PEORIA — The vintage helmet and boots may be the most low-tech components of a decidedly high-tech affair. But Keith Feinstein wouldn't part with them for all the stars in the galaxy.
The Feinstein-designed "Be the Astronaut" is the new traveling interactive exhibit launched last weekend as the summer blockbuster attraction at the Peoria Riverfront Museum.
In a pioneering interface of advanced video game technology and NASA-sanctioned professional simulators, the exhibit recruits visitors to take control of an interstellar mission to one of four destinations: the Moon, Mars, Jupiter and/or, for the really adventurous, an asteroid belt encounter with dwarf planet Ceres.
Along for the ride: a virtual crew (scientist, doctor, navigator, engineer) to provide able guidance and assistance should things go awry.
Which, rest assured, they can, and do.
It's no coincidence that the exhibit premiered last fall at the Johnson Space Center in Houston, where NASA went gaga, as did the public.
Several days before the Peoria opening, a visitor passes a cart that, at first glance, looks slightly out of place amid the banks of video monitors and, over along one wall, a working robot named A-Eye No. 9, who looks like the love child of Robby the Robot and the "bubble-headed booby" from "Lost in Space" ... and who seems to be eyeing the laden cart with his two camera-sensor orbs.
On that cart are are the prized possessions of Feinstein's youth, to be displayed on the sidelines: a well-loved collection of vintage space-themed toys and games, from a Marx-made Johnny Apollo action figure astronaut to a sleek metal rocket ship from some Cold War-era Soviet toy shelf.
But the ones that really sent Feinstein into orbit as a child of the '70s, he says, are the Ideal-branded S.T.A.R. (Space Travel and Reconnaissance) Team items.
"They were begun in the 1960s, so I probably got them as hand-me-downs at a garage sale. But even in the 1970s, they were very cool ... the helmet, the remote gripper, the moon shoes."
Not much there to impress a child of the pre- or post-millennium, perhaps, but for Feinstein, these items were among the triggers of his passion for all things space-related ... a love consummated by "Be the Astronaut," and the high praise bestowed upon it by NASA folk last fall.
"I remember I'd put the boots on and that golden dome helmet on over my head and stand there, feeling like I was walking around the slopes of the Moon, or imagining I was on another world," says Feinstein, who is partnered with operations director and CEO Mark Kirby in the New Jersey-based Eureka Exhibits.
Fuse that pre-virtual reality escape from Earth's gravity with a mind-blowing encounter, circa 1974, with Stanley Kubrick's "2001: A Space Odyssey," and the mold was cast for "Be the Astronaut."
"I couldn't have been more than 7 or 8, but, you know, I think I got it, basically," he says of the infamously elliptical narrative line that has confounded many a moviegoer, then and now.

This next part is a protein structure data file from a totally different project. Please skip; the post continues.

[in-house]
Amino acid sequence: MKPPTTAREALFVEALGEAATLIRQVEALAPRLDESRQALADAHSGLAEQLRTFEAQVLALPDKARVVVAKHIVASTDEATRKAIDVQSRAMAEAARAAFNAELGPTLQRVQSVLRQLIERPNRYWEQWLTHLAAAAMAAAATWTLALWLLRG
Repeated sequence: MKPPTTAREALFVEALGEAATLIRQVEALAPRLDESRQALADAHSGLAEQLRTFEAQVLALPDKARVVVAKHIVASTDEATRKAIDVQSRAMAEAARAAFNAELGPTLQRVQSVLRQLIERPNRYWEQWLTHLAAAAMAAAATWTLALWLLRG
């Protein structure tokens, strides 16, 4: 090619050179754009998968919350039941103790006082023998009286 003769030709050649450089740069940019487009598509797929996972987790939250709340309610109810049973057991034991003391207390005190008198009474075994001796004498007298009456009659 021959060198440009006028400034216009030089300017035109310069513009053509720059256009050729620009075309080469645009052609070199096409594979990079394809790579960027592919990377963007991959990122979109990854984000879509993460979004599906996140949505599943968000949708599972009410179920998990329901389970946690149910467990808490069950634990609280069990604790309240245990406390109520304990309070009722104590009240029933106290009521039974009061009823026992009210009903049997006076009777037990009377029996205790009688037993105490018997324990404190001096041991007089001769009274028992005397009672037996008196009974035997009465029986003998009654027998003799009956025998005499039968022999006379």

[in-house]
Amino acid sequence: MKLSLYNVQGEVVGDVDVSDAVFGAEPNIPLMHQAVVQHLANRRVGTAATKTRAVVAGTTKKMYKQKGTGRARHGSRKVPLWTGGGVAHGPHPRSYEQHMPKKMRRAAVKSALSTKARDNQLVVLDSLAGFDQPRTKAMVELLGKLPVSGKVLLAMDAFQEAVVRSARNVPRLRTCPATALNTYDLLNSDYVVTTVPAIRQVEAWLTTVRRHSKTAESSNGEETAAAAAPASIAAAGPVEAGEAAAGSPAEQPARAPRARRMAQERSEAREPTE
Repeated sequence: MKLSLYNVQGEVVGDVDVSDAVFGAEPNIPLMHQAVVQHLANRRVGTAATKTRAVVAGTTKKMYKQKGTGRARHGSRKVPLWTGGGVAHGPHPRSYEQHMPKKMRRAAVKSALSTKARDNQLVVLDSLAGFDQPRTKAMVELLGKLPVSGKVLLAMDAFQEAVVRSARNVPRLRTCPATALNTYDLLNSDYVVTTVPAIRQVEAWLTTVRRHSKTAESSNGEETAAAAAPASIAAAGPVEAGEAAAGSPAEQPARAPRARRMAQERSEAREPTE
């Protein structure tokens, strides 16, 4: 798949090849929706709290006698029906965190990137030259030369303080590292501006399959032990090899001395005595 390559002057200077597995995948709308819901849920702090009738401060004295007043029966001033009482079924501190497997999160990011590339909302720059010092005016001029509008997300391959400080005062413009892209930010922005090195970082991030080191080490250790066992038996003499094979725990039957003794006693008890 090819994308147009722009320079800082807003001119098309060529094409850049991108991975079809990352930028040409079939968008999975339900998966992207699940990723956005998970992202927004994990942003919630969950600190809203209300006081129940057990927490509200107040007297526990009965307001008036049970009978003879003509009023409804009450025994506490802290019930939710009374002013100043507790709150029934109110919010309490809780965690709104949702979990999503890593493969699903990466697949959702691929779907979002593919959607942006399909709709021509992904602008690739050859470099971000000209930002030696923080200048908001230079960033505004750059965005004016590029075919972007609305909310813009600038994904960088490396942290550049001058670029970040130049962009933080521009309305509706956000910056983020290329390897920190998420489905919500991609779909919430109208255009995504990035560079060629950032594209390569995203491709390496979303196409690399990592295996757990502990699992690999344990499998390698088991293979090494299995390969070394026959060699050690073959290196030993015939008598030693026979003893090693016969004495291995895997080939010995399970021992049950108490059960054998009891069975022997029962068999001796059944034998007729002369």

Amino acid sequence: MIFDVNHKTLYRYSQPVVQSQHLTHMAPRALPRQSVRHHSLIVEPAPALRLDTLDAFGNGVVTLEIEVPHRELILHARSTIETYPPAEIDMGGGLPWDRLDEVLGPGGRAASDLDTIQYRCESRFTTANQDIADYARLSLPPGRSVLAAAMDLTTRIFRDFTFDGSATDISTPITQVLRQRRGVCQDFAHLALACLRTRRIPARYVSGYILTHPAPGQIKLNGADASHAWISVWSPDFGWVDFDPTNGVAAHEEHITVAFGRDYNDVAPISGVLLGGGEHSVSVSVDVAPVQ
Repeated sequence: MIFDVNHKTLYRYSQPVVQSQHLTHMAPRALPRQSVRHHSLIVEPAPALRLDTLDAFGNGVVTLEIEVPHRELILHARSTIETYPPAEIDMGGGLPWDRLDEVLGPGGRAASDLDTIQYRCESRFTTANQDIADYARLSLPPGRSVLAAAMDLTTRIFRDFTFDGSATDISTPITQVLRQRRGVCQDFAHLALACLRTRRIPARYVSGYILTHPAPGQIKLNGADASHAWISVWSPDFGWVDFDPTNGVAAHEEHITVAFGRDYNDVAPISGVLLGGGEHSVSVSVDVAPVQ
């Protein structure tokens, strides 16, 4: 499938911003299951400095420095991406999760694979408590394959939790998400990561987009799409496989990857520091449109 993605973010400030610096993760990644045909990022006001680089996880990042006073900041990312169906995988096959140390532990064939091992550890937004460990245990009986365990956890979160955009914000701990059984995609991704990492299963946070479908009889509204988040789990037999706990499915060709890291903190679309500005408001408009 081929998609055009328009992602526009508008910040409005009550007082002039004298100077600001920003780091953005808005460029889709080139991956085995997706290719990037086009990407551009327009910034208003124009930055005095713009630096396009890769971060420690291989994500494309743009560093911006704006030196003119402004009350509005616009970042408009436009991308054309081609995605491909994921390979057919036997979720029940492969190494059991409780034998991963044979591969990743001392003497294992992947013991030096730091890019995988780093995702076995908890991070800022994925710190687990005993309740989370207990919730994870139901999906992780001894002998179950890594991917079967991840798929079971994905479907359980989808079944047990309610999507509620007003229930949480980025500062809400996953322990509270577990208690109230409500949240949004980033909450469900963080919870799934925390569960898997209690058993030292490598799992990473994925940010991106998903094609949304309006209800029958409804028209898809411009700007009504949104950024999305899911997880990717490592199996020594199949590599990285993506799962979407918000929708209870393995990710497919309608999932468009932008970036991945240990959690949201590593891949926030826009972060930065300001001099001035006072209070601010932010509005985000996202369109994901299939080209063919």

There's more: "My folks recently moved out of the family home, and my mom told me she found a story I'd written in kindergarten about how me and my friend Timmy went to the moon ... so that proved there was such a connection to space travel that early on."
"Be the Astronaut" is actually the second interactive exhibit creation by Feinstein and Kirby, who cut their teeth with "Be the Dinosaur," which played Peoria to huge crowds at the former Lakeview Museum, where it was the last exhibit there, notes the museum's Ann Schmitt, vice president of programs.
Kirby says the dinosaur exhibit was tackled first, to work out the interactive technology that has allowed the leap, a la Kubrick's famous "2001" jump-cut, from prehistory to an epic space journey (one that, not by chance, involves "2001's" touchstone Moon and Jupiter locations).
"We got into the business to pioneer the video game approach to museum exhibitions and bring them into the 21st century as a non-passive experience," adds Feinstein.
In addition to the banks of simulators that will allow visitors to pilot their own space missions, each patron will receive a magnetic swipe ID card that tracks their progress through the exhibition's array missions and other variables.
The card will be usable over multiple visits, so that visitors can continue their missions where they may have previously left off, notes Cathie Neumiller, the museum's vice president of marketing and communications.
Throw in Feinstein's vintage space toy collection, a display of authentic space suits and other artifacts, and, of course, the robotic assistance of A-Eye 9 and his partner A-Eye 3, and you have something more than just out of this world.
Knowing how "2001: A Space Odyssey," S.T.A.R. Team toys and other close encounters as a child impacted the direction his life took, Feinstein said he'd love to be partly responsible for planting a similar seed in some young person's fertile mind.
"Every adult working in the space program was once an inspired child," he says. "It's those earliest dreams some people never give up on."